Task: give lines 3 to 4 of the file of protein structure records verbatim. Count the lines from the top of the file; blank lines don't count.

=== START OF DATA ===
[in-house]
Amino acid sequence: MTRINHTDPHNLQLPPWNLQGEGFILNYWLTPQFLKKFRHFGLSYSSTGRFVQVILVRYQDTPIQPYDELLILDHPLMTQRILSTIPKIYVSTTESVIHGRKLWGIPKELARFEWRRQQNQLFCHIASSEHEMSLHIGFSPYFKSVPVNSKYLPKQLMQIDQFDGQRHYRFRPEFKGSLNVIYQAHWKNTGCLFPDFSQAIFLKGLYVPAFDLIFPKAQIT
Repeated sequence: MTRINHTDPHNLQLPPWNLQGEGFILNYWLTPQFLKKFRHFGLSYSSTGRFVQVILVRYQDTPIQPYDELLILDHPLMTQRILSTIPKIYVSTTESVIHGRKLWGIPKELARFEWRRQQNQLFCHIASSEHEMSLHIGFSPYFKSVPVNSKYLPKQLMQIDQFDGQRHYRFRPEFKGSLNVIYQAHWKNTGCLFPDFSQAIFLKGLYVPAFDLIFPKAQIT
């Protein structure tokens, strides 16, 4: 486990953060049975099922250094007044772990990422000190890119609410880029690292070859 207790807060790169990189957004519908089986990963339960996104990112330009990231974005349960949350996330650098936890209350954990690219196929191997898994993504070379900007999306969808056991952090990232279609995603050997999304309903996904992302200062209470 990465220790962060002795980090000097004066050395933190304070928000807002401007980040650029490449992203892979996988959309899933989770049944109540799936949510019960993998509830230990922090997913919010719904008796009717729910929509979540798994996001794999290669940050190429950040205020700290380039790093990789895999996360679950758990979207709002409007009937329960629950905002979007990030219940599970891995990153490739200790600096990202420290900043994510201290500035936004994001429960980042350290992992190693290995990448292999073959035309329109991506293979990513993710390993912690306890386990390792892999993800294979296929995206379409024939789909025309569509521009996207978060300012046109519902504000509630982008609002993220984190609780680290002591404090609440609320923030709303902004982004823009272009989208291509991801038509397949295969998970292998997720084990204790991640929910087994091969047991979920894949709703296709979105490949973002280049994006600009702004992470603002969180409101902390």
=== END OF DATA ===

Repeated sequence: MTRINHTDPHNLQLPPWNLQGEGFILNYWLTPQFLKKFRHFGLSYSSTGRFVQVILVRYQDTPIQPYDELLILDHPLMTQRILSTIPKIYVSTTESVIHGRKLWGIPKELARFEWRRQQNQLFCHIASSEHEMSLHIGFSPYFKSVPVNSKYLPKQLMQIDQFDGQRHYRFRPEFKGSLNVIYQAHWKNTGCLFPDFSQAIFLKGLYVPAFDLIFPKAQIT
């Protein structure tokens, strides 16, 4: 486990953060049975099922250094007044772990990422000190890119609410880029690292070859 207790807060790169990189957004519908089986990963339960996104990112330009990231974005349960949350996330650098936890209350954990690219196929191997898994993504070379900007999306969808056991952090990232279609995603050997999304309903996904992302200062209470 990465220790962060002795980090000097004066050395933190304070928000807002401007980040650029490449992203892979996988959309899933989770049944109540799936949510019960993998509830230990922090997913919010719904008796009717729910929509979540798994996001794999290669940050190429950040205020700290380039790093990789895999996360679950758990979207709002409007009937329960629950905002979007990030219940599970891995990153490739200790600096990202420290900043994510201290500035936004994001429960980042350290992992190693290995990448292999073959035309329109991506293979990513993710390993912690306890386990390792892999993800294979296929995206379409024939789909025309569509521009996207978060300012046109519902504000509630982008609002993220984190609780680290002591404090609440609320923030709303902004982004823009272009989208291509991801038509397949295969998970292998997720084990204790991640929910087994091969047991979920894949709703296709979105490949973002280049994006600009702004992470603002969180409101902390």